Alien Bamboos in South Africa: a Socio-Historical Perspective

  • Susan Canavan
  • David M. Richardson
  • Johannes J. Le Roux
  • John R. U. Wilson


Changes in fashions and economic imperatives underlying plant introductions have a profound influence on the movement of species around the world. Using bamboo introductions into South Africa as a case-study, we explore these issues by assessing historical trends through a literature review and determining current human perceptions based on a questionnaire distributed via social media. We identify five main phases of introduction and distribution of bamboos in South Africa associated with: (1) the intra-African migration of people; (2) the arrival of Europeans; (3) growth of the agricultural and forestry sectors; (4) small-scale domestic use by landowners; and (5) the rise of the “green economy.” Our narrative is built around 27 alien bamboo species (taxa mentioned in the literature that could be linked to currently accepted nomenclature). Bamboos were among the first plants introduced to South Africa by European settlers, and they are still used and valued by many landowners, although on a small-scale. Bamboos now create conflicts of interest because they are both valued and perceived to be weeds (the latter particularly by people who do not utilise them).


Alien species Biological invasions Conflicts of interest Human usage Perceptions South Africa 



SC thanks the following people for their help and guidance: Joubert Roux, Adrian Sutton, Felix Sorour, Brett Bennett, Selvan Naidoo, Ingrid Nanni, Reshnee Lalla, Nolwethu Jubase. We would also like to thank all the questionnaire participants for taking the time to contribute to the study, and two anonymous reviewers for valuable comments on an earlier version of the manuscript. This work was supported by the National Research Foundation of South Africa (grants 85412 to JRUW, 626 85417 to DMR, 91117 to JJLR); and the South African National Department of Environment Affairs through its funding of the South African National Biodiversity Institute and the DST-NRF Centre of Excellence for Invasion Biology.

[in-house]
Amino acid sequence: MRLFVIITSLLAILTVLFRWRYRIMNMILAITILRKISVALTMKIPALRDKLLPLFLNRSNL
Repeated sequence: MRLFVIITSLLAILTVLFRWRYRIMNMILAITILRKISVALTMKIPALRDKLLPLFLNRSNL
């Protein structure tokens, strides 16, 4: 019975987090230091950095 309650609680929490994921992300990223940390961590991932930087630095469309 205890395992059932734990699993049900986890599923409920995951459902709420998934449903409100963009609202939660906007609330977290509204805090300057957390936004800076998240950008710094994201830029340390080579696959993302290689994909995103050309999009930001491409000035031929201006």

Compliance with Ethical Standards

Ethical Approval and Informed Consent

Ethical clearance to conduct the research was obtained from the National Health Research Ethics Committee (NHREC: REC-050411-032) at Stellenbosch University (SU-HSD-004196). All ethical standards were adhered to. The relevant local authorities were approached for permission to conduct the research and formal, free, prior and informed consent was obtained from all participants. Anonymity was assured.

Conflict of Interest

The authors declare that they have no conflict of interest.

Supplementary material

10745_2018_41_MOESM1_ESM.docx (214 kb)
ESM 1 (DOCX 214 kb)


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Authors and Affiliations

  1. 1.Centre for Invasion Biology, Department of Botany and ZoologyStellenbosch UniversityMatielandSouth Africa
  2. 2.South African National Biodiversity Institute, Kirstenbosch Research CentreClaremontSouth Africa
  3. 3.Department of Biological SciencesMacquarie UniversitySydneyAustralia

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